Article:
again demonstrating the similarities between the periodontium and other end organs affected by diabetes.81 AGE-collagen levels have been well correlated with duration of diabetes, diabetic complications, and glycemic control. 82 Furthermore,improved glycemic control has been associated with reduced AGE-collagen formation.83,84 Mechanistically, AGE–bone collagen mayinfluence cellular, structural, and functional characteristics leading to alterations in bone metabolism. 85-87 Altered levels of glycation in bone collagen appear to affect bone turnover, such that bone formation is reduced with elevated levels ofAGEcollagen.88 This effect has been associated with altered osteoblastic differentiation and extracellular matrix production.89,90 The effects of AGE-collagen are not as clear regarding bone resorption. Although several studies
documented increased levels of osteoclast numbers, resorptive markers, and bone resorption,91-93 there are a number of studies that suggest decreased bone resorption may occur.94-96 As such, the role of AGEs on the resorptive aspects of bone metabolism are likely most relevant to the inflammatory response. AGEs activate a receptor known as ‘‘receptor for AGEs’’ (RAGE) found on the surface of smooth muscle
cells, endothelial cells, neurons, and monocytes/ macrophages.97 This receptor is found in the periodontium, and a 50% increase in mRNA for RAGE was identified in the gingival tissues of type 2 diabetic subjects compared to non-diabetic controls.77,98 Hyperglycemia results in increased RAGE expression and AGE-RAGE interaction on the endothelium, causing an increase in vascular permeability and thrombus formation.73,97 The AGE-RAGE interaction on monocytes increases cellular oxidant stress and activates the transcription factor nuclear factorkappa B (NF-kB), which alters the phenotype of the monocyte/macrophage and results in the increased production of proinflammatory cytokines such as IL-1b and TNF-a.78,97 This increased production of proinflammatory cytokines is critical to the chronic inflammatory process in the formation of atheromatous lesions in the larger blood vessels.99 Increased oxidant stress has also been demonstrated in the gingiva of diabetic subjects in association with an increased accumulation of AGEs.77 It is this interaction between the receptor RAGE and AGEs in periodontal tissues that is thought to explain, in part, the marked elevation in gingival crevicular fluid levels of IL-1b, TNF-a,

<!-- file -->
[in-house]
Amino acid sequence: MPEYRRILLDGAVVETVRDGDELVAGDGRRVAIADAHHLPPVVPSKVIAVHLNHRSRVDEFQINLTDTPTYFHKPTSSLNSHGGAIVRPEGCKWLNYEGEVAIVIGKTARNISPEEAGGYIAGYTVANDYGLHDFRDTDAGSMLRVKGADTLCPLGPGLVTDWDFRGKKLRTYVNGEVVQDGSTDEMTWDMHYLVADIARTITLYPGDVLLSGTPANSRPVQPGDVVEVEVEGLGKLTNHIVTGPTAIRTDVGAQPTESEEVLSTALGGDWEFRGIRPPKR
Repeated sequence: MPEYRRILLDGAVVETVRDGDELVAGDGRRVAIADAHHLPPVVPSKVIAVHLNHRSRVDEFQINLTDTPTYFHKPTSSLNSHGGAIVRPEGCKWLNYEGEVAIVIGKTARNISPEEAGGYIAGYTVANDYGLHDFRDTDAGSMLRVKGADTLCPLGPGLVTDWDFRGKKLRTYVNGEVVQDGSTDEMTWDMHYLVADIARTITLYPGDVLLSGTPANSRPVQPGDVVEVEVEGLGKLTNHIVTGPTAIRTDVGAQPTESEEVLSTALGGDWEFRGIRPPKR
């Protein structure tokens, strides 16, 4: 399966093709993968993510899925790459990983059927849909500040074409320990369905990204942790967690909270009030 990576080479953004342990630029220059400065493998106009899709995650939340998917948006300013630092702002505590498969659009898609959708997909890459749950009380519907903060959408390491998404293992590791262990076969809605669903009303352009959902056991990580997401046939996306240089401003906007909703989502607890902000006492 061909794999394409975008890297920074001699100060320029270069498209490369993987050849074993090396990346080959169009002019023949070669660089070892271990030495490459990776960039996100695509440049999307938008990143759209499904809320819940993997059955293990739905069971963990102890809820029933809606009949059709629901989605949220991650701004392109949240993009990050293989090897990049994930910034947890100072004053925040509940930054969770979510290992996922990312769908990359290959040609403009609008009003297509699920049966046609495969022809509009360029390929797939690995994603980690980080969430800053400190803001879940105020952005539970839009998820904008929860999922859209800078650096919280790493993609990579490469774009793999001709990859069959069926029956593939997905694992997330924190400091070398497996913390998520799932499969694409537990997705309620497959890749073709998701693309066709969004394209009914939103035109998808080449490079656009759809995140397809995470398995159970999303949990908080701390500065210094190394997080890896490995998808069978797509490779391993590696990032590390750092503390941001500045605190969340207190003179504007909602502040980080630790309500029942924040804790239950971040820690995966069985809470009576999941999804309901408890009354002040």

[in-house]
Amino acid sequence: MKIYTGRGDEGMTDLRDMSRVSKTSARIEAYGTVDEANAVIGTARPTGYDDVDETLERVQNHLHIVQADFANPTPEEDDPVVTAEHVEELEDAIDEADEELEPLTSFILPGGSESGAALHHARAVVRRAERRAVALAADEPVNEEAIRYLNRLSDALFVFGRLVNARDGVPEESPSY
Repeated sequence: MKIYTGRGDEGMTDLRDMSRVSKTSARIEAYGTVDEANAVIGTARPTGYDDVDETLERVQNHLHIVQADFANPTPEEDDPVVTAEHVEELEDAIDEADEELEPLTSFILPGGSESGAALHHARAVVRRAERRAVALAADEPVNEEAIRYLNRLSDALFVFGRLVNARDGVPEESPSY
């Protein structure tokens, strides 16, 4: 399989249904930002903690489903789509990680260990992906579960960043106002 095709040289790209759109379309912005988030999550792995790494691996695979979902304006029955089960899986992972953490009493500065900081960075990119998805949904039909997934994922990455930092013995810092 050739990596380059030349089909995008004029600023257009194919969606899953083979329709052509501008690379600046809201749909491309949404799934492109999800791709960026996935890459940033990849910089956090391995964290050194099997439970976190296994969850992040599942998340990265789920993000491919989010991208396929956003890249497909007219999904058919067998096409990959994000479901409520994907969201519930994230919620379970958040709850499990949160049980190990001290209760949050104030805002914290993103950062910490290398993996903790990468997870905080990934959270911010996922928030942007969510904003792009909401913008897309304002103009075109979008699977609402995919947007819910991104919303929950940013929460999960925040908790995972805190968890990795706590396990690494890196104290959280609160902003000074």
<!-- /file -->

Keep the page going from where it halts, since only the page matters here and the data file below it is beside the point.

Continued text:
and prostaglandin E2 (PGE2) seen in diabetic subjects compared to non-diabetic individuals.58 These proinflammatory cytokines contribute to the pathogenesis of periodontal diseases and probably play a major role in patients with diabetes, especially
when glycemic control is poor. In diabetic animal models, blocking the receptor RAGE decreases TNF-a, IL-6, and matrix metalloproteinase (MMP) levels in the gingiva, diminishes AGE accumulation in periodontal tissues, and decreases alveolar bone
loss in response to P. gingivalis.100 Changes in collagen synthesis,maturation, and homeostatic turnover are common in diabetes. These changes can contribute to the pathogenesis of periodontal diseases and to alterations in wound healing because collagen is the major structural protein in the periodontium. Human gingival fibroblasts produce decreased amounts of collagen and glycosaminoglycans in high-glucose environments.101 Diabetic animals exhibit a decreased rate of collagen production
that can be restored by the administration of insulin to normalize plasma glucose levels.102 In addition to decreased synthesis, newly formed collagen is susceptible